Johor Kaki Travels for Food

Tony Boey johorkaki@gmail 🇸🇬 Dairy of Singapore active senior. Best years of food, travel, lifestyle

Ebony & Ivory. History of KL & Singapore Hokkien Mee (Rochor Mee)

History_KL_Singapore_Hokkien_Mee_Rocho_ Mee

Singapore Hokkien mee and Kuala Lumpur Hokkien mee have the same name and the same roots, but they are as different as black and white. And, both Hokkien mee cannot be found in Fujian, China. How come?

Image credit: National Archives Singapore
From the 1850s to 1920s, the last days of the Qing dynasty in China were wrecked by rebellion, wars and famine. At the time, the British Empire was at its height. British Malaya was booming with tin, rubber, spices and trade. It had a huge appetite for labour to work its mines, plantations and ports. Multitudes of Hokkien (and Cantonese) coolies came to British Malaya (which include today's Malaysia and Singapore) to slave in the ports, plantations and mines.



Image credit: Wikipedia
Wong Kian Lee (alias Ong Kim Lian) came to Kuala Lumpur in 1905 and first settled in Kampung Bahru.




At first, Wong Kian Lee sold a common pale looking soupy stir fried noodle dish from his Fujian hometown, Anxi 安溪. When more people sold fried noodles and competition got stiffer, Wong developed his own style of noodles.

History_KL_Singapore_Hokkien_Mee_Rochor_Mee
Seven Best KL Hokkien Mee
He used thick fat noodles, put in lots of dark soy sauce and lard, stewed and fried it with exceptional wok hei. His creation soon caught on and when asked what is the name of his signature noodles, he simply called it "Hokkien mee" as he came from Fujian.

In 1927, he moved to Chinatown (Petaling Street) and founded Kim Lian Kee.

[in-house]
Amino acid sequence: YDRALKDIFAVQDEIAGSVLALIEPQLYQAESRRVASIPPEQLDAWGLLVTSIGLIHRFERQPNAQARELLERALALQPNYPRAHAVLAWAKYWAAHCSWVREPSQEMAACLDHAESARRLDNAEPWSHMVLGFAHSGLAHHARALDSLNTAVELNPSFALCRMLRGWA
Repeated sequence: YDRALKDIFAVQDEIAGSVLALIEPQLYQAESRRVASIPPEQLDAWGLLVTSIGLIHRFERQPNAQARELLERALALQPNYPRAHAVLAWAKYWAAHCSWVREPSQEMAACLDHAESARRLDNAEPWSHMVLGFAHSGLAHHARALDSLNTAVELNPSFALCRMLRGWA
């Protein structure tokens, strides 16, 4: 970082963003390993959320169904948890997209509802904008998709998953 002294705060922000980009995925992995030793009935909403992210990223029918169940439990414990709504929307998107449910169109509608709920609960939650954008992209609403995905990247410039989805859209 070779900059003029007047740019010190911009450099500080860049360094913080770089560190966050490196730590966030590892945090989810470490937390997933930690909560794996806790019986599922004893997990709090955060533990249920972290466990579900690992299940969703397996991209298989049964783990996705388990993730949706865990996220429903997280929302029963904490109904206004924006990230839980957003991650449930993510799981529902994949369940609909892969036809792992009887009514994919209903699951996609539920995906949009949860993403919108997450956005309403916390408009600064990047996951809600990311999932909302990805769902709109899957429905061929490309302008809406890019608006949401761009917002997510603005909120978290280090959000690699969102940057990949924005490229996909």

History_KL_Singapore_Hokkien_Mee_Rocho_ Mee
Kim Lian Kee Petaling Street
Kim Lian Kee is still there at Petaling Street. Run by the third generation with mostly Myanmar workers at the wok now. But, this is still my favourite place for KL black Hokkien mee. Though dingy and run down, I actually find this historic place charming and prefer to eat here than Kam Lian Kee's more upscale outlets 😄

History_KL_Singapore_Hokkien_Mee_Rocho_ Mee
Sea Park Ah Wah Hokkien Mee
Kim Lian Kee's Hokkien mee is widely emulated and the dish is one of Kuala Lumpur's food icons now. It is thick wheat noodles stir fried in a super heated charcoal fired wok.

History_KL_Singapore_Hokkien_Mee_Rocho_ Mee
KL Hokkien Mee
The thick noodles are stewed and stir fried in a porky stock with dried sole fish and dark soy sauce till it is almost dry and all the flavours are infused into the strands. Lard is liberally used. Pig liver, squid, prawn, pork, cabbage, lots of lard cracklings add flavour to the robustly savoury noodles with caramelised toasty smokey tones from wok hei.

History_KL_Singapore_Hokkien_Mee_Rocho_ Mee
Geylang Lor 29 Swee Guan Hokkien Mee

In Singapore, Hokkien mee have the same roots but evolved differently.

Instead of going black, it went white.

Image credit: National Archives of Singapore
The first stall that sold Singapore fried Hokkien mee was at the five foot way of The 7th Storey Hotel (demolished in 2009 to make way for Bugis MRT station) at Rochor Road.

Image credit: National Archives of Singapore
The area around Rochor Road and Bugis Street was the original party headquarters of Singapore.